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Former Executive Accessed PHI of Nearly 38,000 Individuals

Accountable Care Organization Says It’s Investigating 2020 Incident

… Organizations should also take steps to ensure the return of company-owned mobile computing and storage devices, or the deletion of sensitive data at the end of a worker’s employment, experts note.

“We recommend that HR and/or IT uses a checklist to ensure assets are returned and any work-related data that is not stored within company assets is erased or destroyed,” says Tom Walsh, president of privacy and security consultancy tw-Security.

Personally owned devices – including smartphones, laptops, tablets and portable media – may contain confidential information that belongs to the organization, he notes.

“Most medium- and large-size organizations should have mobile device management, which could facilitate doing a remote wipe of company data from any personally owned device enrolled in their bring-your-own-device program,” Walsh says.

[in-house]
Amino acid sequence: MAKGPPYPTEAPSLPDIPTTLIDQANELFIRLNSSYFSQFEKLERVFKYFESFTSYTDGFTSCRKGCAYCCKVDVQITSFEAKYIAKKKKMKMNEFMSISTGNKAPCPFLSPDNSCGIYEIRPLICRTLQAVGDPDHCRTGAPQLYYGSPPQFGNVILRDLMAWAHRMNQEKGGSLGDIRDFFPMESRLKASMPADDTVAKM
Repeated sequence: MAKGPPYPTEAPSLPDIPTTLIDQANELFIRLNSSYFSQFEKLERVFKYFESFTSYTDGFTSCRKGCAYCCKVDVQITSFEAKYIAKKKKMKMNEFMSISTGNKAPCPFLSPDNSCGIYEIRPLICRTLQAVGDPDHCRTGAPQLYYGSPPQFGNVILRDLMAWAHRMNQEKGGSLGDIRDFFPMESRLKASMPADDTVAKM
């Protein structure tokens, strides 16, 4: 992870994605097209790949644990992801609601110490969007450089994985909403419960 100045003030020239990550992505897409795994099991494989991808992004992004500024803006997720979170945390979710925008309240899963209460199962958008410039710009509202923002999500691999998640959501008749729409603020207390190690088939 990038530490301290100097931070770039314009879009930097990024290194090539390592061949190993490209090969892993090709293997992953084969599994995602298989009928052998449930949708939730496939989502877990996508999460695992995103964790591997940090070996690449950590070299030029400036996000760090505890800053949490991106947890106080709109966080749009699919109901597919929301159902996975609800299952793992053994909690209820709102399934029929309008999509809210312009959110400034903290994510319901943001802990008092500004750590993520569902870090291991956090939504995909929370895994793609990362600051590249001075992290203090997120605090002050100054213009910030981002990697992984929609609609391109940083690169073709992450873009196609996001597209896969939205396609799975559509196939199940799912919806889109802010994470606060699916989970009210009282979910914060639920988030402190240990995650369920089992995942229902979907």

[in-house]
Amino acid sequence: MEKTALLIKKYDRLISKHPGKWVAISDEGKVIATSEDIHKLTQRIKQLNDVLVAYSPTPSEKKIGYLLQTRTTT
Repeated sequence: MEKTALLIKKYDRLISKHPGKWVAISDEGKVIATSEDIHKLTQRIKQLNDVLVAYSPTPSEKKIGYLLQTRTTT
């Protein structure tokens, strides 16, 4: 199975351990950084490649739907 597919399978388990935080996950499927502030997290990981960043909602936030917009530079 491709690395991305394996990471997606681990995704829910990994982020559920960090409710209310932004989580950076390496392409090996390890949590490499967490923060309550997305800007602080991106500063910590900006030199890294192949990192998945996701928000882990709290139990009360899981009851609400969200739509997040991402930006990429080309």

Terminating Access

Other important steps covered entities and business associates should take when employees – including executives – leave their employment include ensuring that their access to PHI has ended, Walsh says.

That includes checking for rules in the former executive’s email account/mailbox.

“The executive may have set up a rule in email to automatically forward certain emails to a personal email account,” he says.

“Even after termination, the rule may still be in place because the organization would likely change the password to the executive’s email account/mailbox, but keep the account/mailbox active to ensure that key communications are not missed.”

Another person in the organization may have the responsibility for monitoring incoming emails into the terminated executive’s mailbox, he notes. “But if someone didn’t check the account to verify if the rules were turned off, they may not even be aware of the auto-forwarding activity.”

Entities also should remove remote access capability to cloud storage services, Walsh says, and they should keep in mind that executives often have more expanded privileges to access sensitive company/patient information than other workers – even if they don’t always need it.

“The executive may not log in or seldom log in with those elevated privileges, but they have them,” and that access needs to be terminated when the individual leaves the organization, he notes.

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